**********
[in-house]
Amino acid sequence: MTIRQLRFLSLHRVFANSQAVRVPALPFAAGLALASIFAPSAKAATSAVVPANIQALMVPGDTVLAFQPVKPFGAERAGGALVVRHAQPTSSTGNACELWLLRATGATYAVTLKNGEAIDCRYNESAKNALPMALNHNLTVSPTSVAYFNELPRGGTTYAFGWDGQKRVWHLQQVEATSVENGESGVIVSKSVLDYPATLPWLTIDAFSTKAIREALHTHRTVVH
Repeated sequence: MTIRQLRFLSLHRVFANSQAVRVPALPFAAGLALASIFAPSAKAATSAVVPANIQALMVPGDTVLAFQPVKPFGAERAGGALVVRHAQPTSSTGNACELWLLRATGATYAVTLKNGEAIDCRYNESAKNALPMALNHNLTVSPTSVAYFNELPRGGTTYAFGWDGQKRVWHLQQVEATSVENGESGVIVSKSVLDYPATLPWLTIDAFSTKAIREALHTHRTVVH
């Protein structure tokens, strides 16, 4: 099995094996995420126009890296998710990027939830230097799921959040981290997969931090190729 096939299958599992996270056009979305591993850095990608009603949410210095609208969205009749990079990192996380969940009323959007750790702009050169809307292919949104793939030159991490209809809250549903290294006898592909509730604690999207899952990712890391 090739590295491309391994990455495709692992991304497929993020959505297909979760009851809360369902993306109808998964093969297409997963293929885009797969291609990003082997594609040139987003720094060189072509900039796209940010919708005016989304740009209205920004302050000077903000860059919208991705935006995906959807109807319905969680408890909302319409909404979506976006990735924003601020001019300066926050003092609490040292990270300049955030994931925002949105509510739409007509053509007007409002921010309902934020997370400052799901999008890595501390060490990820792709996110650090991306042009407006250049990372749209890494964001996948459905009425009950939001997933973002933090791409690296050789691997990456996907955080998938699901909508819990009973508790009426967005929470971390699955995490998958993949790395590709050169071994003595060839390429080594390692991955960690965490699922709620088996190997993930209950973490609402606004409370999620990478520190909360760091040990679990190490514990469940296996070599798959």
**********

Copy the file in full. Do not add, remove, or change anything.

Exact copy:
[in-house]
Amino acid sequence: MTIRQLRFLSLHRVFANSQAVRVPALPFAAGLALASIFAPSAKAATSAVVPANIQALMVPGDTVLAFQPVKPFGAERAGGALVVRHAQPTSSTGNACELWLLRATGATYAVTLKNGEAIDCRYNESAKNALPMALNHNLTVSPTSVAYFNELPRGGTTYAFGWDGQKRVWHLQQVEATSVENGESGVIVSKSVLDYPATLPWLTIDAFSTKAIREALHTHRTVVH
Repeated sequence: MTIRQLRFLSLHRVFANSQAVRVPALPFAAGLALASIFAPSAKAATSAVVPANIQALMVPGDTVLAFQPVKPFGAERAGGALVVRHAQPTSSTGNACELWLLRATGATYAVTLKNGEAIDCRYNESAKNALPMALNHNLTVSPTSVAYFNELPRGGTTYAFGWDGQKRVWHLQQVEATSVENGESGVIVSKSVLDYPATLPWLTIDAFSTKAIREALHTHRTVVH
């Protein structure tokens, strides 16, 4: 099995094996995420126009890296998710990027939830230097799921959040981290997969931090190729 096939299958599992996270056009979305591993850095990608009603949410210095609208969205009749990079990192996380969940009323959007750790702009050169809307292919949104793939030159991490209809809250549903290294006898592909509730604690999207899952990712890391 090739590295491309391994990455495709692992991304497929993020959505297909979760009851809360369902993306109808998964093969297409997963293929885009797969291609990003082997594609040139987003720094060189072509900039796209940010919708005016989304740009209205920004302050000077903000860059919208991705935006995906959807109807319905969680408890909302319409909404979506976006990735924003601020001019300066926050003092609490040292990270300049955030994931925002949105509510739409007509053509007007409002921010309902934020997370400052799901999008890595501390060490990820792709996110650090991306042009407006250049990372749209890494964001996948459905009425009950939001997933973002933090791409690296050789691997990456996907955080998938699901909508819990009973508790009426967005929470971390699955995490998958993949790395590709050169071994003595060839390429080594390692991955960690965490699922709620088996190997993930209950973490609402606004409370999620990478520190909360760091040990679990190490514990469940296996070599798959």